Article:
Jon Oliva formed his own band, Jon Oliva's Pain, and released their first album in 2004 entitled 'Tage Mahal. Through the years Jon Oliva's Pain, also called JOP, published many records and during their live concerts they always play a lot of Savatage's songs from the albums with Criss Oliva.[25] Additional material, taken by Jon from his brother unused stuff, was used to write several Jon Oliva's Pain's tracks as described in the albums credits.

Lead guitarist Chris Caffery also recorded solo albums [26] while former front man Zak Stevens was approached by long-time friend and Savatage stage manager Dan Campbell to co-found a new band Circle II Circle and their first record entitled Watching in Silence was released in 2003, produced by Jon Oliva and featuring a guest appearance from Caffery. After a dispute with the management during the tour, Zak's entire band left and joined Jon Oliva's Pain band. Zak regrouped with new members and release other new records. Since 2011, the band included more and more Savatage songs (from the records with Stevens at vocals) in their setlists, and in 2012 also the entire The Wake Of Magellan album was played. Their 2013 European tour included the complete Edge Of Thorns album due to its 20th anniversary while the 2014 European tour included the complete Handful of Rain album for the same reason.

In addition to his work with Trans-Siberian Orchestra, drummer Jeff Plate performed with electric violinist Mark Wood and joined Metal Church. He also reformed Wicked Witch with Zak Stevens, renaming the band Machines of Grace, and releasing a self-titled album in 2010.

Never involved with Trans-Siberian Orchestra, Steve Wacholz formed a new band in 2010, named Reverence, with guitarist Pete Rossi, vocalist Todd Michael Hall (formerly of Jack Starr's Burning Starr and currently in Riot V) and former Tokyo Blade members guitarist Bryan Holland and bassist Frank Saparti.[27]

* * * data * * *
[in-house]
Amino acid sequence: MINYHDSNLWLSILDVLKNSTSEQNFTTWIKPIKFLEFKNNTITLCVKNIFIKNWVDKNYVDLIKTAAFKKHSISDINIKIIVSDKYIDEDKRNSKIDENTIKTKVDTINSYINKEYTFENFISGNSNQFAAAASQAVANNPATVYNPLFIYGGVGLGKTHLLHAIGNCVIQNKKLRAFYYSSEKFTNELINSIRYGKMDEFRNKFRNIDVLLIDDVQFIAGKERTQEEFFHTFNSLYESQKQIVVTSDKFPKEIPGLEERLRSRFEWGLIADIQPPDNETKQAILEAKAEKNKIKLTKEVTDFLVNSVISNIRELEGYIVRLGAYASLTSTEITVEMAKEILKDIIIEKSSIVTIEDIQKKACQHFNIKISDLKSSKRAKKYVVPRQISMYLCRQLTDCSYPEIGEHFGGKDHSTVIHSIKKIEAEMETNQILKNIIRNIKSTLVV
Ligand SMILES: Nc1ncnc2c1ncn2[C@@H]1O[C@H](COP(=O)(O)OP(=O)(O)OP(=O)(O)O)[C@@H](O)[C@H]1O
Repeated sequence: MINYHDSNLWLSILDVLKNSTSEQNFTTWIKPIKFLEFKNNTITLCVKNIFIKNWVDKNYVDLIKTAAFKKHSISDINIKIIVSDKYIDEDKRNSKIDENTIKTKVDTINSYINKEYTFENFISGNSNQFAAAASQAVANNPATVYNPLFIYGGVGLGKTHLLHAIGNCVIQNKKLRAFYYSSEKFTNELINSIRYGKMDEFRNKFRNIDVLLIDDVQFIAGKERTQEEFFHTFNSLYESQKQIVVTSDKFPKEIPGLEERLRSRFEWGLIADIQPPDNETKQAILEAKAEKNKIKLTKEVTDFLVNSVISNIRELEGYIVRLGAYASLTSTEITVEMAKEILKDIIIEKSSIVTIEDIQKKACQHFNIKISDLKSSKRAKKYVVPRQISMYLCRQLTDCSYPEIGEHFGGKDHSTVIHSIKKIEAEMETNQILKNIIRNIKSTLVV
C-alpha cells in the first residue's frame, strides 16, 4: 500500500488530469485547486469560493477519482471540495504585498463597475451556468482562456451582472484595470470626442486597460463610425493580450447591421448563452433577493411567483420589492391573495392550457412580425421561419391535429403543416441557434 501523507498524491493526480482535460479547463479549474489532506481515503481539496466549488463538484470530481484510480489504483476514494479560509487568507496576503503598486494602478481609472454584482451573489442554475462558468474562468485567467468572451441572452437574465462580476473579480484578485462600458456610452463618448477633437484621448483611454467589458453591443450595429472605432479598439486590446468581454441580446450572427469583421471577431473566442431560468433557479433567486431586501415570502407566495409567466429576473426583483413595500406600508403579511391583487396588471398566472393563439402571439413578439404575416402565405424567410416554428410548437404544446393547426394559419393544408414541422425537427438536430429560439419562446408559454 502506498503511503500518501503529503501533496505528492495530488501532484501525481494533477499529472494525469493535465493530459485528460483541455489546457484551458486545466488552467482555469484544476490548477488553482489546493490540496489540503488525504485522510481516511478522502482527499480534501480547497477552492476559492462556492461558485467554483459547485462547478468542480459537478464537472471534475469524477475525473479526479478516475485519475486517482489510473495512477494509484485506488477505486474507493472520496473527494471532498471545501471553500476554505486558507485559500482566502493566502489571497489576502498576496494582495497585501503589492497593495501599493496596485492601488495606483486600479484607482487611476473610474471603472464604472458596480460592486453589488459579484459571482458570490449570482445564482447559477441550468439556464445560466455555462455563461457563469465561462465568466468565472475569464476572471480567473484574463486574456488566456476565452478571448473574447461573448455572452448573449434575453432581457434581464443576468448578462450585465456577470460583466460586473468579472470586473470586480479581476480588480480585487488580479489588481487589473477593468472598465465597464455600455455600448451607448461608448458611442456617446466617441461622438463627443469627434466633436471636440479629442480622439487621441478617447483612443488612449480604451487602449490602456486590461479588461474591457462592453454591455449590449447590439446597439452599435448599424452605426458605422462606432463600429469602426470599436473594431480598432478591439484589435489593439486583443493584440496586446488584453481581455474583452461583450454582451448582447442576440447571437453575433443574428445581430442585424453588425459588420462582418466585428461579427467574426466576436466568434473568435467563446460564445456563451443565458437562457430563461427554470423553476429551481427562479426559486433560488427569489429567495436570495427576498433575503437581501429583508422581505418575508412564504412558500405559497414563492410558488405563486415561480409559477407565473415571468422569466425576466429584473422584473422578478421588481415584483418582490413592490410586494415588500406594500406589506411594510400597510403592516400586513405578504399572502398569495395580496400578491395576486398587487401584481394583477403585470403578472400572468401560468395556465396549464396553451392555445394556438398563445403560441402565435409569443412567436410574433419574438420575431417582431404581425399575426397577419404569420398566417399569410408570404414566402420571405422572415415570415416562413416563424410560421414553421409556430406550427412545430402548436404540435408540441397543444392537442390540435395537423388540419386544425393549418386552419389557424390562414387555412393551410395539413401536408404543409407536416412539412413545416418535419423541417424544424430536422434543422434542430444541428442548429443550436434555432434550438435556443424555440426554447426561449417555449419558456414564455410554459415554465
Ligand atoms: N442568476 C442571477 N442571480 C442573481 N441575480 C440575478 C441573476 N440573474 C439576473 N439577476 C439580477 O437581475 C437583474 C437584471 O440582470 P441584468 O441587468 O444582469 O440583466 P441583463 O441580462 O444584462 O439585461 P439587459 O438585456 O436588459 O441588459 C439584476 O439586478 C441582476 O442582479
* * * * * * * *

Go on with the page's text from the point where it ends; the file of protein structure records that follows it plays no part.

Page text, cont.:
We all loved Savatage but we gave Savatage its chance to get to the level where it was supposed to get to and it never did, for whatever reasons, you know - we had tragedies, everything like that. But to me Savatage was never Savatage after Criss died. All these other lineups of the band that people heard from "Edge Of Thorns" (1993, Atlantic Records) on, to me was more like Trans-Siberian Orchestra actually than Savatage.

Jon Oliva[28]

Criss 10th Anniversary Memorial Concert (2003)[edit]

On 17 October 2003, at The Masquerade in historic Ybor City, Tampa, Tampa, FL, USA: fans were invited to remember and celebrate the life and contributions of Criss Oliva at a 10th Anniversary Memorial Concert.[29] It featured Circle II Circle, Jon Oliva's Pain and Doctor Butcher as supporting acts and, as headliner, a special one night only band (composed by Jon Oliva, Johnny Lee Middleton, Steve "Doc" Wacholz, Chris Caffery and John Zahner) who played only selected songs from the albums with Criss Oliva.[30] Many Criss parts were executed by Jon himself using keyboards. This show was not intended, recorded or filmed for any sort of live album.

Reunion rumors (2006–2013)[edit]

In an interview to Aardschok, a Dutch Magazine, in June 2006, Jon Oliva announced that he wants to record one more Savatage album, with a live CD and DVD to follow it, before ending the band. He did not specify a release date for a new album, however. Chris Caffery then said in an interview in October 2006 that if a new Savatage album was to be recorded, then it's likely that Alex Skolnick would be involved, as well as original drummer Steve "Doc" Wacholz.[31] In a November 2006 interview to Greek website, MetalTemple.com, Jon Oliva himself shot down all rumours of the return of Savatage, claiming that it never made him any money, but instead it cost him one million US dollars to keep the band going over the years.[20]